ampullary carcinoma

ampullary carcinoma

A rare GI tract tumour that arises in the last centimetre of the common bile duct, comprising 7% of all periampullary malignancies. Ampullary carcinomas arise in ampullary adenomas; they usually have a better prognosis than pancreatic carcinomas, especially if the lesion is polypoid or papillary, and a worse prognosis if node-positive. The periampullary region is anatomically complex, representing the junction of three different epithelia: duodenal, pancreatic ductal, bile ductal, as well as a combination of the latter two (the ampulla of Vater).

Location
Intra-ampullary, periampullary, mixed, invasive pancreatic carcinoma.

Pathophysiology
Distinguishing between ampullary and periampullary tumours is critical, given that each type of mucosa produces a different pattern of mucus secretion (and prognosis): in general, ampullary tumours produce sialomucins and have a 100% 5-year survival, whereas periampullary tumours secrete sulfphated mucins and a 27% 5-year survival rate. Ampullary adenocarcinomas are classified as either:
(1) pancreaticobiliary—more aggressive, like that of pancreatic adenocarcinomas, CA 19-9 +ve; or
(2) intestinal—which have a prognosis similar to their duodenal counterparts, CA 19-9 –ve.
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References in periodicals archive ?
Pancreaticogastrostomy for reconstruction of pancreatic stump after pancreaticoduodenectomy for ampullary carcinoma.
4: Sex-wise distribution of various Diseases as Observed on MRCP Male Female acute pancreatitis 10 chronic pancreatitis 4 cholelithiasis 4 choledocholelithiasis 6 cholelithiasis with 14 choledocholelithiasis choledochal cyst 2 gall bladder carcinoma 4 cholangiocarcinoma 6 peri ampullary carcinoma 4 stricture 4 Note: Table made from bar graph.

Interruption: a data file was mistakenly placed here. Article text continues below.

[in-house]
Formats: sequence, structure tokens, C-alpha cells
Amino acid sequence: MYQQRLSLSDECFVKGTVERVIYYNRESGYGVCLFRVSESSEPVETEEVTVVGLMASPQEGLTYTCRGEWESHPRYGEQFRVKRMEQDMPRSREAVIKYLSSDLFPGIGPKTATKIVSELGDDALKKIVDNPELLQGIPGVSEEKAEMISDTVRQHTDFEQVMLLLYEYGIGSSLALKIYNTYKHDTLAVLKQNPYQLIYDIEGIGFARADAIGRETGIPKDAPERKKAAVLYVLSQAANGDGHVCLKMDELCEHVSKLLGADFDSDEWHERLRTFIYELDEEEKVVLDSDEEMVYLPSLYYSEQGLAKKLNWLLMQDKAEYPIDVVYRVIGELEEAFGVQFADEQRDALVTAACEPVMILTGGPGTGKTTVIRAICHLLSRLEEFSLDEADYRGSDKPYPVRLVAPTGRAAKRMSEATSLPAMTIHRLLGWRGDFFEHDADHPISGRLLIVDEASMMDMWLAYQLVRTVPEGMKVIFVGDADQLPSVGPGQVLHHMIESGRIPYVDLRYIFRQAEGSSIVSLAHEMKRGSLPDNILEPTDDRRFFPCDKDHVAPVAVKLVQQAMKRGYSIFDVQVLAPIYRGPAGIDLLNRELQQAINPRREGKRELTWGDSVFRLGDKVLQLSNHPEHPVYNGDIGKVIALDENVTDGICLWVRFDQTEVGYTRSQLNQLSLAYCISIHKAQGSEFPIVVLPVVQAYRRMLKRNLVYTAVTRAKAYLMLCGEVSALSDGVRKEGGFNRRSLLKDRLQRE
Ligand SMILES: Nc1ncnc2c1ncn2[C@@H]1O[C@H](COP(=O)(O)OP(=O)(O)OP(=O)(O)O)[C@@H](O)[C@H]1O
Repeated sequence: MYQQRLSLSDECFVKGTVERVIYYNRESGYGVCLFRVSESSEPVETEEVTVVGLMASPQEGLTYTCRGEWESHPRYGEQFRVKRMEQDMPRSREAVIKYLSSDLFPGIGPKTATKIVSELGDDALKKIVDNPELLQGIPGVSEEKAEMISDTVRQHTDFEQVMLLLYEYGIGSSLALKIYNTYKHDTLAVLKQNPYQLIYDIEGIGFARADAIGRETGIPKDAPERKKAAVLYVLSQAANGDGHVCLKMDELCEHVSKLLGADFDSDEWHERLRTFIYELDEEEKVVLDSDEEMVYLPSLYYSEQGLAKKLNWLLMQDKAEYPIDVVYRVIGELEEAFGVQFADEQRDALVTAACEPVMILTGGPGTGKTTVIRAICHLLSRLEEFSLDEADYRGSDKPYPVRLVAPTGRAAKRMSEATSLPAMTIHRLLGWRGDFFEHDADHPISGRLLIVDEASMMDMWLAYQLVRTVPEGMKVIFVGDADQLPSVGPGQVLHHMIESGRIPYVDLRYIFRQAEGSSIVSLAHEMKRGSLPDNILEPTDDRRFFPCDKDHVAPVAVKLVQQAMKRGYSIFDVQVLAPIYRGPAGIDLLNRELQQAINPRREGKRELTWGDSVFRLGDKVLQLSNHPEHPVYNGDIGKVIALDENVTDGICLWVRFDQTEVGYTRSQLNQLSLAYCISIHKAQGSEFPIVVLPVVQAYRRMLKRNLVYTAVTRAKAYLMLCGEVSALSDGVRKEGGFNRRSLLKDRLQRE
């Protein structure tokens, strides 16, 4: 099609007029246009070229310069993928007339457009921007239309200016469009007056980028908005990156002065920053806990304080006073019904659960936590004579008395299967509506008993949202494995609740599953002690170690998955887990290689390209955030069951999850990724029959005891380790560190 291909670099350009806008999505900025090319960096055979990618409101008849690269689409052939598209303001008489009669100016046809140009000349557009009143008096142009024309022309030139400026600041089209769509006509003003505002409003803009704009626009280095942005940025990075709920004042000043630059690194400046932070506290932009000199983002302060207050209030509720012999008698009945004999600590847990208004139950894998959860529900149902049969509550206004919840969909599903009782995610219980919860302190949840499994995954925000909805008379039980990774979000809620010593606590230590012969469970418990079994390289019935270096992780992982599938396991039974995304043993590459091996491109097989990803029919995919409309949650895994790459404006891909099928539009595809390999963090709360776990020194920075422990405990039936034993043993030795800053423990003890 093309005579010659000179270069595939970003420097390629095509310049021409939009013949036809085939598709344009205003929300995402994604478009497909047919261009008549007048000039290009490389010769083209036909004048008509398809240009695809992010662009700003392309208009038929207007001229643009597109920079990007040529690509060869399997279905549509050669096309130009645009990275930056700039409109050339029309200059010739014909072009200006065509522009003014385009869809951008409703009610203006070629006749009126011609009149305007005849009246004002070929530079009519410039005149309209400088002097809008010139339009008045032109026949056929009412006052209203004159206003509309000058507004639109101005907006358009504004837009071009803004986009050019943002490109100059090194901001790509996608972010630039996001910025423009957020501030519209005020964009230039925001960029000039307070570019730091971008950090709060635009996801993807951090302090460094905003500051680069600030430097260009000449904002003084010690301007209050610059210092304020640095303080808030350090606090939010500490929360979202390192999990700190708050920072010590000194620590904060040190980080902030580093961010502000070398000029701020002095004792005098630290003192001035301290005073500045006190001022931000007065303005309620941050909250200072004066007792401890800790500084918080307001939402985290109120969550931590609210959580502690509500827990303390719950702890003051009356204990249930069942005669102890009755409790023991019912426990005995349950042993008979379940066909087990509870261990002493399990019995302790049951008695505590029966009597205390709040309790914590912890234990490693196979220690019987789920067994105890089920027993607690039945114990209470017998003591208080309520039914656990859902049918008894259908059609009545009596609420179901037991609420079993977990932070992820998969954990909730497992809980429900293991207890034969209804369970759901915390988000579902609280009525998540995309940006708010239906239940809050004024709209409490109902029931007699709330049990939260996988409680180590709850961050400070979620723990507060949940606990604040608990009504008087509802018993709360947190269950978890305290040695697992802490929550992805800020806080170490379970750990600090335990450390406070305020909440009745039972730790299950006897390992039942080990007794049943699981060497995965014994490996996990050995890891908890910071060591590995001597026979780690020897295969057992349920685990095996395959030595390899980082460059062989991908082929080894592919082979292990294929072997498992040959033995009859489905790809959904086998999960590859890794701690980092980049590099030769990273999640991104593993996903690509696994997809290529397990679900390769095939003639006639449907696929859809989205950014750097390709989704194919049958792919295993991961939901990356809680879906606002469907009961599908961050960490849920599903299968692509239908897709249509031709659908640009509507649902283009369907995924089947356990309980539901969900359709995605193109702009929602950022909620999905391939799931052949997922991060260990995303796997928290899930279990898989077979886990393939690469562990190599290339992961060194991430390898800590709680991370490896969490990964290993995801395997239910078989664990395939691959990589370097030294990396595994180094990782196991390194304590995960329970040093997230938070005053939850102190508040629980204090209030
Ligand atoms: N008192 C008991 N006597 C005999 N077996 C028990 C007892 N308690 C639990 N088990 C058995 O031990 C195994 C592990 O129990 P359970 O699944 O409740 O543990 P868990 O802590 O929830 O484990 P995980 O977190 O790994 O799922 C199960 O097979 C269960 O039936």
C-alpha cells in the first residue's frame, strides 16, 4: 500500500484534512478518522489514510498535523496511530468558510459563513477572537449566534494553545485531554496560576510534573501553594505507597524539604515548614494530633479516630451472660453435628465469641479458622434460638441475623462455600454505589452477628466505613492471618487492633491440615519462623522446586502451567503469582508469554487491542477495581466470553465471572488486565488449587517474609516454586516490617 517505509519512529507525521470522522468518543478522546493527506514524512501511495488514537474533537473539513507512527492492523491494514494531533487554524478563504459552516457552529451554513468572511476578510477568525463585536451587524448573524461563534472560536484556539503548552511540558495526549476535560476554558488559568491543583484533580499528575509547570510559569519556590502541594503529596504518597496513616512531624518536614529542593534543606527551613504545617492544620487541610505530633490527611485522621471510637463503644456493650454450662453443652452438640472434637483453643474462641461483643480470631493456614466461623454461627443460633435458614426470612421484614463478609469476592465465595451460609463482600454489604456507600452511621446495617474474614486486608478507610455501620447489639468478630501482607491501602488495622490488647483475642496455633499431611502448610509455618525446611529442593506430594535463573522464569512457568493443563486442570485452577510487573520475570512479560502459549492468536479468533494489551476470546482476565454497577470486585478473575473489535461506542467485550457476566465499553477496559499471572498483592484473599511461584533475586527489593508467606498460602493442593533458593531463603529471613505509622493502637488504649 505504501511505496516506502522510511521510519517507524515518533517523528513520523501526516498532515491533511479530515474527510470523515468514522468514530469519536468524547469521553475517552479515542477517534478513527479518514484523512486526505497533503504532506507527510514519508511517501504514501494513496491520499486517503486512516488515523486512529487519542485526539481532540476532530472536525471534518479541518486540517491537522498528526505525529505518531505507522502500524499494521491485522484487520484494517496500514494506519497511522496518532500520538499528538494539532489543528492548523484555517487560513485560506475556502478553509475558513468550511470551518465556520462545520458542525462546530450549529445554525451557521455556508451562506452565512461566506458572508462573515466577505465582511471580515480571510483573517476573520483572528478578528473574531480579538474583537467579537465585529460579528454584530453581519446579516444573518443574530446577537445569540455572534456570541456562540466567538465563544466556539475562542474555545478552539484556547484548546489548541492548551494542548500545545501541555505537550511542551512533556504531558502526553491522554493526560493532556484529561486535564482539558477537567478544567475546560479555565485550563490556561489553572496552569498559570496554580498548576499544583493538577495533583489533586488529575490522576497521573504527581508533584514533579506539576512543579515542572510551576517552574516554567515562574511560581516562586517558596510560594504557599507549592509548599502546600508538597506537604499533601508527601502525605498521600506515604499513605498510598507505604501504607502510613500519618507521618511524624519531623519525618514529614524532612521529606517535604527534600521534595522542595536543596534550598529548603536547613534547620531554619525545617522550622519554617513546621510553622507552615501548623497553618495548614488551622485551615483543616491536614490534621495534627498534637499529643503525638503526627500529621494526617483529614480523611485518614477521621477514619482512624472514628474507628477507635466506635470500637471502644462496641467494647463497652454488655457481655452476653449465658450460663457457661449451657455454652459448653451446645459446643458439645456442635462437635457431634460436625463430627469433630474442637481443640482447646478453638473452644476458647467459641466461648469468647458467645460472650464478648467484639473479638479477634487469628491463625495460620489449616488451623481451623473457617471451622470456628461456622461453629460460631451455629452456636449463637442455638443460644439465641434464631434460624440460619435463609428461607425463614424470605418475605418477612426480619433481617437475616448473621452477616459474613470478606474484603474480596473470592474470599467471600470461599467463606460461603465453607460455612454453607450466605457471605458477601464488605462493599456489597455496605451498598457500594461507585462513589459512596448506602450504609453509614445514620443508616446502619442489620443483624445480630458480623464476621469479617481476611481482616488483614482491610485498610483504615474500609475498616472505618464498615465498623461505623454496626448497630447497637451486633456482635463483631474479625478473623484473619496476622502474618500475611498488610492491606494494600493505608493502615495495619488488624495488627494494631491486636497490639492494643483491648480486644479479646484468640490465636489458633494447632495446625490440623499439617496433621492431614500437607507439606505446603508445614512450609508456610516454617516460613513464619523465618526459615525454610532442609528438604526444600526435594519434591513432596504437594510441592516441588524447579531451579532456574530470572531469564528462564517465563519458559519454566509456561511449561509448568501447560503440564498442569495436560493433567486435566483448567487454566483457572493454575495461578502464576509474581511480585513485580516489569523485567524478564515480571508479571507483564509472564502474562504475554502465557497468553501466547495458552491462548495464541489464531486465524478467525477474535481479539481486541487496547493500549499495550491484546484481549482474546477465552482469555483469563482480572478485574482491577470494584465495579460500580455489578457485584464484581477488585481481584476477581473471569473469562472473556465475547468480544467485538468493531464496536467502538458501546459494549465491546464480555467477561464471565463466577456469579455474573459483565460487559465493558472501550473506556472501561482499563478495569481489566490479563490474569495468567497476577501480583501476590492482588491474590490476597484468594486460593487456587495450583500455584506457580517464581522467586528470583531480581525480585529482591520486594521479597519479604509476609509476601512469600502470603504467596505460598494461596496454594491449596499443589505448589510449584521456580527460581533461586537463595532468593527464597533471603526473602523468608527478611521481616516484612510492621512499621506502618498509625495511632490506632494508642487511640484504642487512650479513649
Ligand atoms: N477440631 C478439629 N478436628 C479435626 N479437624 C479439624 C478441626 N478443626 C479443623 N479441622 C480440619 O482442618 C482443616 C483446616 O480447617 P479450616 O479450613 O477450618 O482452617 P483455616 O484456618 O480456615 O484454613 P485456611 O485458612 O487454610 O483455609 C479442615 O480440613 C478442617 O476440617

The most common malignancy in this study was pancreatic adenocarcinoma (n=24), followed by cholangiocarcinoma (n=11), gallbladder carcinoma (n=4), biliary compression by malignant nodes in the porta hepatis (n=4), and gastric (n=3), duodenal (n=2) and ampullary carcinoma (n=2).
Histopathology revealed an ampullary carcinoma infiltrating the superficial part of pancreas.
In conclusion, PDE is the treatment of choice not only for ampullary carcinoma but also for adenoma with high grade dysplasia also for elderly persons in good somatical status; (3,17) for frail unfit persons (19) with distant metastases or miscellaneous contraindications for surgery remains endoscopic sphincterotomy and stenting a valide alternative of palliative treatment.
Some GIT causes of asymptomatic iron deficiency anaemia and prevalence as percentage of total Occult GI blood loss Common Aspirin/NSAID use 10-15% Colonic carcinoma 5-10% Gastric carcinoma 5% Benign gastric ulceration 5% Angiodysplasia 5% Uncommon Oesophagitis 2-4% Oesophageal carcinoma 1-2% Gastric antral vascular ectasia 1-2% Small-bowel tumours 1-2% Ampullary carcinoma <1% Ancylomasta duodenale <1% Malabsorbtion Common Coeliac disease 4-6% Gastrectomy <5% H.
Conclusion: in elderly patients, common bile duct stones often present atypically and co-existence with malignancy is not unusual; ampullary carcinoma has a relatively good prognosis and ERCP is a safe and effective procedure in the management of biliary obstruction.
PANCREATIC DUCTAL ADENOCARCINOMA VERSUS DISTAL BILE DUCT AND AMPULLARY CARCINOMA
Gambill (33) found significant pancreatitis in 26 (10%) of 255 patients with pancreatic or ampullary carcinoma.
causes such as biliary and ampullary carcinoma, but ultimately revealed
This anatomic difficulty may cause some problems in T classification for ampullary carcinoma (AC).
Total of 56 samples of various upper gastrointestinal carcinomas were included in study of which 17 were of esophagus, 28 samples were of carcinoma stomach and 11 were of ampullary carcinoma.